Dental Tribune UK & Ireland

Report calls for better training in oral healthcare for retirement home staff

LONDON, UK: An ageing population is a topic of concern in many countries around the world. It is estimated that the number of those over 60 will have doubled by 2050, and the need for the establishment of quality services is imperative. As oral health is an important key to quality of life, a recent review by the Care Quality Commission (CQC) has called for the implementation of comprehensive oral health training for all retirement home staff.

The review looked at 100 care homes across the UK and found that 52% of them do not have oral health plans for residents, and 47% of staff have never received training in oral healthcare. The British Association of Dental Nurses (BADN) has given its support to the report, which has also called for the swift implementation of the National Institute for Health and Care Excellence (NICE) guidelines.

Prof. Elizabeth Kay, MBE, President of the Oral Health Foundation (OHF), who worked on the NICE guideline Oral Health for Adults in Care Homes, said that the guideline was not being followed as it should be, although it was very clear. The guideline recommends that managers of care staff ensure that “staff provide residents with daily support to meet their mouth care needs [… including …] brushing natural teeth at least twice a day with fluoride toothpaste”. It also recommends that staff provide “daily oral care for full or partial dentures (such as brushing, removing food debris and removing dentures overnight)”.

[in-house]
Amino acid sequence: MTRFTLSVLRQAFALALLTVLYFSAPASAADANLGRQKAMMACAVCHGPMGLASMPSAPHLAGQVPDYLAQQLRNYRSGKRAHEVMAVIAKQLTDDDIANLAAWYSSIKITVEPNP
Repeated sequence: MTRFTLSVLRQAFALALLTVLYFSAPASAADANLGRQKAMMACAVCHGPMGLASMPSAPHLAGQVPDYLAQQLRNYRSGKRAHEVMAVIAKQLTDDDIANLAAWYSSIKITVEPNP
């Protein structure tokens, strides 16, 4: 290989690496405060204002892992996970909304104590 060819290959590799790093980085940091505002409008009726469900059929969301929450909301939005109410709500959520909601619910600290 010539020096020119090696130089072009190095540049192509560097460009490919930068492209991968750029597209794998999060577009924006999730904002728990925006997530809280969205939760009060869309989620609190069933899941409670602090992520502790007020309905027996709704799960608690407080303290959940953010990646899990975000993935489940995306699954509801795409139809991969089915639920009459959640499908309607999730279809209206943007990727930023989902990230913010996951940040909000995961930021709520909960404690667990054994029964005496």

Chief Executive of the OHF, Dr Nigel Carter, OBE, said, “This concerning report should act as big wake-up call for the care sector and the NHS. Clearly oral health is not being given the attention it deserves in care homes.”

Speaking about the possible ways forward, BADN Chair Jane Dalgarno, who is a member of the Delivering Better Oral Health Working Group, said funding would be the first step in offering the opportunity for more effective use of a dental team’s skills and, in particular, the skills of registered dental nurses. “Whilst obviously not solving the complex problem of inadequate oral healthcare in care homes, [funding] would be a first step in the right direction.”

The full CQC report, titled Smiling Matters: Oral Health Care in Care Homes, can be found here.

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